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Concierge Medicine Keeps Morale High

Concierge Medicine Keeps Morale High

According to the Physician Advocacy Institute, the number of physician practices owned by hospitals and health systems rose 86 percent from 2012 to 2015. Hospital and health system employment of physicians also increased by over 50 percent during these years.

Obviously, these are big numbers. Privately owned and operated medical practices are becoming rarer, as physicians feel the squeeze of ever-increasing mandates and declining reimbursements. Because of this, signing on with a large delivery system that can help a practice get better rates with insurers and takes some of the management headache off of the practice is understandable.

In many cases, selling a medical practice to a hospital system and becoming an employed physician is the lifeline a practice needs. But other times, a physician who was accustomed to practicing independently regrets that choice and wants to go back to private practice.  But once a practice is sold, can a physician take it back?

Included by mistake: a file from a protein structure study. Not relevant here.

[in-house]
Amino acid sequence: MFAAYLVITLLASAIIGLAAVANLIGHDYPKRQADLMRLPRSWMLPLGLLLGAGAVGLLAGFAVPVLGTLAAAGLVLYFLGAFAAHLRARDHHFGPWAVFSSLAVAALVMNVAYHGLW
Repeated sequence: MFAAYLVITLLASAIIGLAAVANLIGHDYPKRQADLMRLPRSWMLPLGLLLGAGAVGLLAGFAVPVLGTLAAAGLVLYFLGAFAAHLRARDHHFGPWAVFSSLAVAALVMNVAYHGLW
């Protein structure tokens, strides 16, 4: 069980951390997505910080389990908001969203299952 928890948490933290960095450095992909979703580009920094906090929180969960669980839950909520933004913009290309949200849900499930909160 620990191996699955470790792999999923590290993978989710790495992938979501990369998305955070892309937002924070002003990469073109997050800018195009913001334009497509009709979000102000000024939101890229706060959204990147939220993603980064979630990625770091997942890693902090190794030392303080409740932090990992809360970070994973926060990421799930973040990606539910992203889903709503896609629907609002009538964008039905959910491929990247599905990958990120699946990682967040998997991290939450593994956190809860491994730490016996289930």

Returning to private practice after selling is a complicated business. Every contract is different, but typically, if a physician is able to withdraw from their contract, they face several important challenges.

Reimbursements go down: One of the major advantages of a large delivery system affiliation is the bargaining power. A private physician will not have the same leverage and will likely see reimbursements from third party payers decrease.

Non-compete clauses: Many contracts mandate that a physician who leaves the delivery system network cannot open a practice within a certain geographic radius of the system. This can make it near impossible to retain loyal patients. Most people are only willing to travel so far to see their physician. 

Patients "owned" by the system: When a physician sells their practice, they are essentially selling their relationship with patients. Once ownership of those patient files are transferred, it may be difficult to get them back. Oftentimes, the physician has been compensated for those relationships—the exiting physician cannot attempt to retain them by announcing their new office or practice directly to their patients. They will have to start a new practice from the very beginning.


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